For, always remember the childhood fable about Grimm’s or Perrault’s eternal truth, as depicted by Little Red Riding Hood; and, depending upon the version written, you may not want to get into that bed with a grandmother who has a long and suspicious-looking nose, as well as other telling features that should ring the alarm.

Sincerely,

Robert R. McGill, Esquire

 

FERS & CSRS Medical Retirement: Avoiding emotional identification

We all do it, to one extent or another; doctors who deal with terminal children or relegated to the emergency floors; patients who must see the foreboding grief in the eyes of family members who have been told; psychiatrists, psychologists and therapists who listen “objectively” to the turmoil and trauma of other lives; the capacity for human compartmentalism is nearly inexhaustible.

Does the horse who listens to the cab driver in the brilliant short story, “Misery” (or often subtitled as, “Grief” or “To whom shall I tell my grief?”), by Anton Chekhov, have a choice in the matter?  Well, you say, the horse cannot understand the linguistic intricacies of the story told!  And, yet, we designate dogs and other animals as therapeutic breeds capable of soothing the wounded and scarred psyche of our neighbors…  The flip side of such a capacity, of course, leads to human cruelty beyond mere animalistic behavior, where the caverns of barbarism know no bounds.

The murderous son can torture in the name of the State by day, and sit with his mother at the dinner table and weep with genuine sorrow over the arthritic pain felt by infirmity and old age; and the boy who remembers the love of his mother may singe the wings of insects with pyrotechnic delight as mere gaggles of laughter unhinged by a warped conscience.  But, you say, insects and the lower order of animals don’t have “feelings” in the same way we do!  What does that statement truly mean, but merely to justify an act which — if otherwise directed at a fellow human being — would border on the criminal?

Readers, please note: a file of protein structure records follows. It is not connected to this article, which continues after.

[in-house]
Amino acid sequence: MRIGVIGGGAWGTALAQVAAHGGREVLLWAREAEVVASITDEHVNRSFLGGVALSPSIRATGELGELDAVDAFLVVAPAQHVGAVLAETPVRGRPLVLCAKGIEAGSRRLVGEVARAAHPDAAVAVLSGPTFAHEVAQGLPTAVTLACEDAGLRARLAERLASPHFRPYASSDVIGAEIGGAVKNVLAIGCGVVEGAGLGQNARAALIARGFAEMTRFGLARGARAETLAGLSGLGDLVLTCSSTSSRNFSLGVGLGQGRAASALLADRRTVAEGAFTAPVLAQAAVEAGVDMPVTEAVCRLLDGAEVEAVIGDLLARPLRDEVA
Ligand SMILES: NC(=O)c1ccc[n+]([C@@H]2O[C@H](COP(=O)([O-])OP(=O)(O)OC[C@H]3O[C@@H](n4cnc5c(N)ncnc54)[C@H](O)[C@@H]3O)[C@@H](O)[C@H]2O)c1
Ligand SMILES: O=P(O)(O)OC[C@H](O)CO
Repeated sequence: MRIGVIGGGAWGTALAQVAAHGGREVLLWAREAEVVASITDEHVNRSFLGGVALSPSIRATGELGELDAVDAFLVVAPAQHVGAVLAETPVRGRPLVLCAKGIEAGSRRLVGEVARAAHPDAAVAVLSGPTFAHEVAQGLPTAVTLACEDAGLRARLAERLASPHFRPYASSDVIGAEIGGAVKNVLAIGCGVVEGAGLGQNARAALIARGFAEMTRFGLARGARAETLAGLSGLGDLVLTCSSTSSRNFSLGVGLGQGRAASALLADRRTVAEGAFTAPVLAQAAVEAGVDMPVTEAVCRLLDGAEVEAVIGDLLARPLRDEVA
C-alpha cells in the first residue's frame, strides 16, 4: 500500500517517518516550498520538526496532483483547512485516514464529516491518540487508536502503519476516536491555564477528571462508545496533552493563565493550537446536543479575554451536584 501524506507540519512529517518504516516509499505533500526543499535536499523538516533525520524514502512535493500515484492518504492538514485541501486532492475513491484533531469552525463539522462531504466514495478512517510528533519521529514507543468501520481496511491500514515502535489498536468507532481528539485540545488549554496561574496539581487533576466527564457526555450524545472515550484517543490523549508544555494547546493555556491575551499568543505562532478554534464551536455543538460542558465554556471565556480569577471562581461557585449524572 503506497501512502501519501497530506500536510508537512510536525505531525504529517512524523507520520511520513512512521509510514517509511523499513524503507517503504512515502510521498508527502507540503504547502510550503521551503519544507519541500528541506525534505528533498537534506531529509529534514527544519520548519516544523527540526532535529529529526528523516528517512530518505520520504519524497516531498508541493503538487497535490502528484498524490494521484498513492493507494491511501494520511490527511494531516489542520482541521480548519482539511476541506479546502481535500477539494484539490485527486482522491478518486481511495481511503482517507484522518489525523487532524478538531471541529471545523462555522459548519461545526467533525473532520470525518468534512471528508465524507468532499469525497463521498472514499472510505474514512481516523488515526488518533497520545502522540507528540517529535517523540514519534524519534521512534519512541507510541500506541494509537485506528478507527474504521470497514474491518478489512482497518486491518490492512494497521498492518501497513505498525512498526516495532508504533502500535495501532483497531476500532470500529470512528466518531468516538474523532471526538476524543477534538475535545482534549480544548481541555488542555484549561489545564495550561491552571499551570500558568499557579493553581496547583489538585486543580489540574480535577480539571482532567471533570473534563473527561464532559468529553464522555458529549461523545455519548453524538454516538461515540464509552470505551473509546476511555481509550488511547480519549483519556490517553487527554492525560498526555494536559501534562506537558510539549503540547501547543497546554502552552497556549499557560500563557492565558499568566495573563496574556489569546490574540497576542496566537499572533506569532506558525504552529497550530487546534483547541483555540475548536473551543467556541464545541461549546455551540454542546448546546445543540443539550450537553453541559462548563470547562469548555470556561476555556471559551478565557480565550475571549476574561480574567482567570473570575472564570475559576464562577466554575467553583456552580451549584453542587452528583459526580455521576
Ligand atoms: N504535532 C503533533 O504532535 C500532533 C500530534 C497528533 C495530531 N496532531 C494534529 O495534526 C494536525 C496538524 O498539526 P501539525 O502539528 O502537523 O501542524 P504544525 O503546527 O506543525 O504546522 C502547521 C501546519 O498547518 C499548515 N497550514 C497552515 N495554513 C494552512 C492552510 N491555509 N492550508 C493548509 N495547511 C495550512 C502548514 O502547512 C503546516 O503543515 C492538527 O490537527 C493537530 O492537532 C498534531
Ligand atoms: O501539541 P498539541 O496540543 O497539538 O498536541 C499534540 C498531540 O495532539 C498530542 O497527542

Bifurcation of lives lived is an important survival component for the health of the human psyche.  To identify with a suffering soul on an intellectual level allows for comprehension and understanding; to do so on a par at an emotional level merely subsumes one into the other, and negates the capacity to provide wisdom or advice.  That is why, in preparing a Federal Disability Retirement application by a FERS, CSRS or CSRS employee, whether in a Postal capacity or as a non-Postal, Federal employee, it is important to recognize that if a Federal or Postal employee prepares the Statement of Disability on SF 3112A without representation, the subject and object of such preparation are one and the same, and therefore collectively engages in an activity of emotional identification which is difficult to avoid.  For, the person of whom the Statement of Disability is written, is the same person who is the author of the narrative on SF 3112A.

Is there a danger to be avoided?  Isn’t there an advantage in conveying the feelings by the same person who experiences the trauma and medical condition?  If objectivity is defined, in part, at least, as a reasoned perspective from multiple sides of an issue or fact, then the greater distance ensconced between the subject discussed and the narrator empowered, will allow for the attainment of that position of elevated perception.

Certainly, that is how the administrative specialist at the U.S. Office of Personnel Management will be reviewing your case — by avoiding emotional identification, and trying to sort through the pain, suffering and legal implications of the Federal Disability Retirement application, hopefully prepared and formulated in as objective a manner as humanly possible.

Sincerely,

Robert R. McGill, Esquire